Saturday, July 27, 2013

New blog launched devoted to sports picks

I've decided to keep this blog entirely devoted to sports and statistics, and have now launched Probabilis Sports Picks where I'll post my daily picks.

Tuesday, July 23, 2013

The NL West is mediocre: and yet is actually overperforming

The NL West is currently the weakest division in baseball, with the Dodgers leading the division with a record of 51-47, only 4 games above .500. The worst part about the current state of things in the West is that 4 of its 5 teams are actually overperforming their expected records. I've reached this conclusion based on the Pythagorean Expectation (originally derived by Bill James) for each team, calculated from their run differentials. If each team was playing to their expected winning percentage, the standings would currently look like this:

1.  Arizona Diamondbacks  50-49  .505 (+1)
T2. Colorado Rockies      50-50  .500 (-2)
T2. Los Angeles Dodgers   49-49  .500 (+2)
4.  San Francisco Giants  44-54  .449 (+1)
5.  San Diego Padres      43-57  .430 (+1)

As depicted above, the Rockies have underperformed by 2 wins, while each of the other 4 teams have slightly overperformed their expected records. As a whole, the division has won 3 more games than they should have, and still achieved their current level of mediocrity. If things had played out strictly by the numbers to date, the Diamondbacks would be in first place and primed for the lone playoff spot out of the division with a record 1 game over .500.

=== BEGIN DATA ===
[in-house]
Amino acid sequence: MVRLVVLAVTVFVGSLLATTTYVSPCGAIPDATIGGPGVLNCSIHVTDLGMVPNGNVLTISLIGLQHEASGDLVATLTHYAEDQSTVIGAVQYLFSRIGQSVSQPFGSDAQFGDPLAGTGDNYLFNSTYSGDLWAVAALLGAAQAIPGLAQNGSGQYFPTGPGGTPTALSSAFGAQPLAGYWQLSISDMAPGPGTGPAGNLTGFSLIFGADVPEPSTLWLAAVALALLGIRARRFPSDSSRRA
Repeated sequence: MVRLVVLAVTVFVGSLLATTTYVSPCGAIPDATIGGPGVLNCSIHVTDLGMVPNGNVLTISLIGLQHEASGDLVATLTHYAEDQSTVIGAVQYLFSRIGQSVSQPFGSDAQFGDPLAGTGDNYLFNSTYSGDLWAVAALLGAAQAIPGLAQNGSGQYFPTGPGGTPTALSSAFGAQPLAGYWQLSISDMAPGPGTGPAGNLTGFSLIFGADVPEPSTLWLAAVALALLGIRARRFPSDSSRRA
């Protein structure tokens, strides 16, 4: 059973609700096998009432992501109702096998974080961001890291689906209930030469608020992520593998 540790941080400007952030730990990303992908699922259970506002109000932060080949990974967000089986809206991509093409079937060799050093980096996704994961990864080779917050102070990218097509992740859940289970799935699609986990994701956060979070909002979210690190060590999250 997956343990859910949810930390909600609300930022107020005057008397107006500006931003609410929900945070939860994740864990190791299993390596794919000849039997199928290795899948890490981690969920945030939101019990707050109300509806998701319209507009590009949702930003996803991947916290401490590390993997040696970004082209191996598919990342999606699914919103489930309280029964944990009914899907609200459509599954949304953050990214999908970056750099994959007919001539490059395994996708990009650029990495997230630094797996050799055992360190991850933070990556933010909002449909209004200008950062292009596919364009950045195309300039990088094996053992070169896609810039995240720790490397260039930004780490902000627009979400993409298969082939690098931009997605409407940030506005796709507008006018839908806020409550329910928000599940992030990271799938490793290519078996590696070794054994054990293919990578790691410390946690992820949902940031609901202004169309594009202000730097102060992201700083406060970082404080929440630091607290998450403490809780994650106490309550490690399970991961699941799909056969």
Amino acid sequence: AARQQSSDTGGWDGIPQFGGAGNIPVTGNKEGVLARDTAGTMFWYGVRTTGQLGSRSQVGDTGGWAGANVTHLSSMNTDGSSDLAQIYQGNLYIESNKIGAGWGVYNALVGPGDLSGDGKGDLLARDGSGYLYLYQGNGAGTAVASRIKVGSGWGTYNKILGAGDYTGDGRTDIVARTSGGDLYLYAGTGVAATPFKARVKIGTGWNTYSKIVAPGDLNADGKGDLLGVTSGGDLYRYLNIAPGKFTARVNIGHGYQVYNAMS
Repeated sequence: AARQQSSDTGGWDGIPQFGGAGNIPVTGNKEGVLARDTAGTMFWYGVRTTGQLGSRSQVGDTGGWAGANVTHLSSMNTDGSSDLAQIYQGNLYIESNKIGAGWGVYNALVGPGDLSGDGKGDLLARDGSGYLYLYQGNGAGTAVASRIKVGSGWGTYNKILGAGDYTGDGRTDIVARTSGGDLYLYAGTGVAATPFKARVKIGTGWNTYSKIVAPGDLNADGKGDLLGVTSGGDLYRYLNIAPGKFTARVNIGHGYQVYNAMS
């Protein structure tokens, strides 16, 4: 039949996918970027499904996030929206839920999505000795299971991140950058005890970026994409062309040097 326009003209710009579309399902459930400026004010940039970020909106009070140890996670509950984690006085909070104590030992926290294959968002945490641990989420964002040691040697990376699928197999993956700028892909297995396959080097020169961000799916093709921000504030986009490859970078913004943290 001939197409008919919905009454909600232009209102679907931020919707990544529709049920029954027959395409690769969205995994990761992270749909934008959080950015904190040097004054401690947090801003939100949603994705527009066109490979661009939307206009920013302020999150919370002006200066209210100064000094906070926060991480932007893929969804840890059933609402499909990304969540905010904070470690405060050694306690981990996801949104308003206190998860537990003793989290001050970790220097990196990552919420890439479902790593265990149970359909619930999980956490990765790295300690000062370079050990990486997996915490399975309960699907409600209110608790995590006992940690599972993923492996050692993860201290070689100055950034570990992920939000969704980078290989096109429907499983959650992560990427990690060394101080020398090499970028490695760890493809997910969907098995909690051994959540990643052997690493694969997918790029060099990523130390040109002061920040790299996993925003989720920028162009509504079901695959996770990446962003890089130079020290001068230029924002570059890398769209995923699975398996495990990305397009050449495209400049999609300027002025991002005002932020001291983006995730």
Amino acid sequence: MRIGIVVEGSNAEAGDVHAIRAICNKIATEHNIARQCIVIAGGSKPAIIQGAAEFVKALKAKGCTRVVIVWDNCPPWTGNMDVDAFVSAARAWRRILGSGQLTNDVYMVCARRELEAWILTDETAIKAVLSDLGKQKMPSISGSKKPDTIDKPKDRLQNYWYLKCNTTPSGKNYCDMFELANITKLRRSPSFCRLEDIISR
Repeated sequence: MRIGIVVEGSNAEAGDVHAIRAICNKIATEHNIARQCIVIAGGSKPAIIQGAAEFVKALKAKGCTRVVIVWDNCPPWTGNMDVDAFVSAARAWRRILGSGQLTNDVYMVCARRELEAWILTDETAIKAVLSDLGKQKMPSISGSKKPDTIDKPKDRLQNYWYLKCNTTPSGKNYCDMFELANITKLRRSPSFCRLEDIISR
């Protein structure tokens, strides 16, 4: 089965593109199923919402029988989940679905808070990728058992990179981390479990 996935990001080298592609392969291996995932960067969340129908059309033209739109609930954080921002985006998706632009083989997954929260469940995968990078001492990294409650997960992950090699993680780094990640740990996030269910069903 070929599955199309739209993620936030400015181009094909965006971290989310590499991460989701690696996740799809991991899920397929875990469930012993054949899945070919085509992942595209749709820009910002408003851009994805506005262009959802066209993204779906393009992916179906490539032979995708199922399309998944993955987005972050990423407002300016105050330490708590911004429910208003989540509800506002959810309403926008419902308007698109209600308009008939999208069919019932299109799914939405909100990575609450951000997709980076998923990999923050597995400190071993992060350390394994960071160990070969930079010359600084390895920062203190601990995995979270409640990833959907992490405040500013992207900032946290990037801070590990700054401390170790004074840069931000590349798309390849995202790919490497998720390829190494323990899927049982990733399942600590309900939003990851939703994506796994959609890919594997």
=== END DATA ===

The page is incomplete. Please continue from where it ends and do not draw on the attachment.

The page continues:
Monday, July 15, 2013

Adjusted conference rankings for the 2013 college football season

The latest round of conference realignment is in full effect, and so my roommate at UNC used Jeff Sagarin's NCAAF ratings from 2012 to calculate the new conference standings (using the "central mean" technique) for this upcoming season. Here is his ESPN page for citation (literally his only presence on the Internet). Let's take a look (2012 rank in parentheses):

2013 NCAAF Conference Rankings
1. SEC (1)
2. Big 12 (2)
3. Pac 12 (3)
4. Big 10 (4)
5. ACC (6)
6. AAC (formerly Big East) (5)
7. MWC (11)
8. MAC (9)
9. Sun Belt (8)
10. C-USA (10)

Keep in mind that the WAC no longer exists; they were ranked 7th at the end of last season.

Sunday, July 14, 2013

How crowd sourcing on STFC picks college basketball spreads well enough to turn a profit

When I analyzed the 2013 picks on Streak for the Cash, I not only categorized picks by sport and league, but also took game picks from those categories and split them again into the two most common gambling options: straight up (SU) and against the spread (ATS). I was mostly interested in picks against the spread, since any advantage that picks correctly more than 52.38% of the time will beat the typical Vegas line of -110. All categories against the spread actually did worse than 50%, except one: college basketball. The overall record for these picks was 98-81 (54.75%), well above the expected result of 50% and also above the critical 52.38% threshold. As before, the more confident the pick, the better the results: sides with 75-100% of picks went 72-30, winning a whopping 70.59% of the time.

It should be noted that the data I collected was only from January 1 on, so it only includes half of the season. However, had you placed a $110 bet on every consensus NCAAB ATS pick on STFC from January 1 to the end of the season, you would have made a $890 profit- a 4.52% return. Had you chosen to limit your bets to the more confident 75-100% consensus picks, you would have made a $3900 profit- a massive 34.76% return.